Te Araroa – Day 33

Mercer to Rangariri – 26km (703km total)

Sleeping at a pub was surprisingly better than one would think. The music was out by 10.30pm and I was all tucked up in my tent for the night. It rained over night. So I packed up my stuff in my tent, then took the tent pegs out of the ground and moved my entire tent to the under cover area to dry it out. The pub had a dryer, so a few minute in that and my tent was nice and dry. Yay. Carrying a dry tent is so much lighter than a wet tent.

I then walked across to the MacDonalds for a chai latte after this the good times stopped. The first 3-4 km of the day were through long grass and as it had been raining over night it was incredibly wet. Within one minute of being on the trail, I was as wet as I was the day a rogue wave drenched me. It was also steep and slippery, so I went slowly determined not to fall and I didn’t, though my feet slipped on the mud a few times.

After that not so great beginning, it was a walk along state highway one while the rain bucketed down. Here I met a couple of other hikers who I walked the rest of the day with.

The reality of hiking in New Zealand. The Red is my umbrella and what can’t be seen is just how much it was bucketing down rain.

The trail followed Waikato river for the rest of the day. It was mostly good trail, except for a few 1 km sections of long grass and washed away river bank. (All the long grasses have caused some sort of rash on my legs, it will be gone by morning but it adds to my dislike of long grass). At one point as we crossed an inlet, we saw what looked like giant goldfish in the river. Is that possible? They reminded me of the children’s book (by Dr Suess, I think), where a boy keeps feeding his gold fish and he has to keep putting it into bigger tanks, the bath and then the swimming pool. They really were big.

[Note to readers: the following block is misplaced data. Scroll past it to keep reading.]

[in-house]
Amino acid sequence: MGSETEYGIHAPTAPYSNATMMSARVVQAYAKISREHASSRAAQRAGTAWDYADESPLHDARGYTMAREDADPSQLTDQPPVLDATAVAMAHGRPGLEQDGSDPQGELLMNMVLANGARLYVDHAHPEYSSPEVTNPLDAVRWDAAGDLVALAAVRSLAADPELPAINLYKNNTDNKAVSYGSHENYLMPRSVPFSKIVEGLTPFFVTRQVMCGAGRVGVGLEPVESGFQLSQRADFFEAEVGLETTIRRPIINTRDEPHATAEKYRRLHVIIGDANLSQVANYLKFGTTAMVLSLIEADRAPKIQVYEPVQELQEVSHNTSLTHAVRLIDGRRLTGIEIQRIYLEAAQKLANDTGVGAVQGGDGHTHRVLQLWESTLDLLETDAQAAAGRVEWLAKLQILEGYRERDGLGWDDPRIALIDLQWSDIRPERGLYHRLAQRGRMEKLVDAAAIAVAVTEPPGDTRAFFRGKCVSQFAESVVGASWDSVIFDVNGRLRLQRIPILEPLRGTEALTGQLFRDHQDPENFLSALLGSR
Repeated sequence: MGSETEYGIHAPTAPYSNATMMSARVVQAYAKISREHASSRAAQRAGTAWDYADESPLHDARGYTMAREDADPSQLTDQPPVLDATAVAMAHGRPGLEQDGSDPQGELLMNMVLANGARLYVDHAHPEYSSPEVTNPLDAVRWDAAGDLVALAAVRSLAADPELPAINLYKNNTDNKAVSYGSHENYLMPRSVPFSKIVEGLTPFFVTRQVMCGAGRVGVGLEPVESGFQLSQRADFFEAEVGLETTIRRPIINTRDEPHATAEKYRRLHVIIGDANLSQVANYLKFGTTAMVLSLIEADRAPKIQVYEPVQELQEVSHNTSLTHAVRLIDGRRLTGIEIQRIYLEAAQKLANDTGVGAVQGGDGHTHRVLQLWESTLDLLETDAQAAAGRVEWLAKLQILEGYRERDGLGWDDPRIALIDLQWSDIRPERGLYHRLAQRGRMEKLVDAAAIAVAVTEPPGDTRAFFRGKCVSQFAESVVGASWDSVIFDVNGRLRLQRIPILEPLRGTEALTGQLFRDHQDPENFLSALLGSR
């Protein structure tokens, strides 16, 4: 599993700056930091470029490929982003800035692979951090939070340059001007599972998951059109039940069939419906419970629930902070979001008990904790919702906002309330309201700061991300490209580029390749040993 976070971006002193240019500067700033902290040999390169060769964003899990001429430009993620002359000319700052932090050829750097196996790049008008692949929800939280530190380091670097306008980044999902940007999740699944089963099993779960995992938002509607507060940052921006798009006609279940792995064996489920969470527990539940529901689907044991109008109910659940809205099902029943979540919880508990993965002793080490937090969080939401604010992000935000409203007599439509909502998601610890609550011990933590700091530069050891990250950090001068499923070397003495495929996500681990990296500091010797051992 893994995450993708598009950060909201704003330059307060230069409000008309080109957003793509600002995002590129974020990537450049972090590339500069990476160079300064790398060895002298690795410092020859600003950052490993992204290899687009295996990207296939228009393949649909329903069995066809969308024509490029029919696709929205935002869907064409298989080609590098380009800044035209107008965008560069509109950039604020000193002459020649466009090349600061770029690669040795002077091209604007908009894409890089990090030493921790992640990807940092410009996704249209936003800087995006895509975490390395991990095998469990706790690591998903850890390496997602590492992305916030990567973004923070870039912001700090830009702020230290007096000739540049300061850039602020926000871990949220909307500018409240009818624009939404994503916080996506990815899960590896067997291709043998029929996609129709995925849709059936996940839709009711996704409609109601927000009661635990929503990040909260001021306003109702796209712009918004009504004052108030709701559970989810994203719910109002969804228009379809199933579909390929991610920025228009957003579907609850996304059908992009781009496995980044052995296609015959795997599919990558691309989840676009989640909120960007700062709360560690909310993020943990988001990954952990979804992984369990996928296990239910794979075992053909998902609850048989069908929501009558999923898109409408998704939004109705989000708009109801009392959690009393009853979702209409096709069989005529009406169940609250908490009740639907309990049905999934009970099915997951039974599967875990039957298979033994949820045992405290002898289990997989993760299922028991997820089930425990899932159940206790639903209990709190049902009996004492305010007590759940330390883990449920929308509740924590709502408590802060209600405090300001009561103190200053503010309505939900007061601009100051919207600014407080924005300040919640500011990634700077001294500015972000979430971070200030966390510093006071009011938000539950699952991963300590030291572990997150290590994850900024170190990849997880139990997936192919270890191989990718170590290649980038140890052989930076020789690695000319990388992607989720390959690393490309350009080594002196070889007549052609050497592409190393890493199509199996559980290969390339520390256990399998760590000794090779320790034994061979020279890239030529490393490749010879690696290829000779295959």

Walking along Waikato River (a nice part), not the part with chest high grass.

It was then a road walk to the town of Rangriri where the local pie shop owner let people camp in her back paddock. We headed to the pub for a drink and hot chips, where I don’t think the staff are capable of smiling. I’m not sure how they stay in business.

Today I am thankful for dryers and a dry tent.

2 thoughts on “Te Araroa – Day 33

  1. The giant goldfish would have been koi, Japanese carp that were illegally introduced in the 1960s and are now a real problem in the Waikato River. The book you mention about Otto the fish is “A Fish Out Of Water” by Helen Palmer who was Dr Suess’ wife (which I knew before Googling it) and was based on a short story by Dr Suess (which I didn’t know). That book was VERY influential in my life when I was about three years old.

    The background of the photo of the child on the signs that you saw in Auckland still eludes me but I suspect it is a legacy of the “Trees for Babies” program that ran a few years ago and indicates where such trees were planted. I intend to have a good look next time I run in the Domain.

    Liked by 1 person

    1. I do often wonder as I have been walking what the NZ landscape and wildlife would look like if animals and plants hadn´t been introduced and if you do ever find out about the baby let me know.


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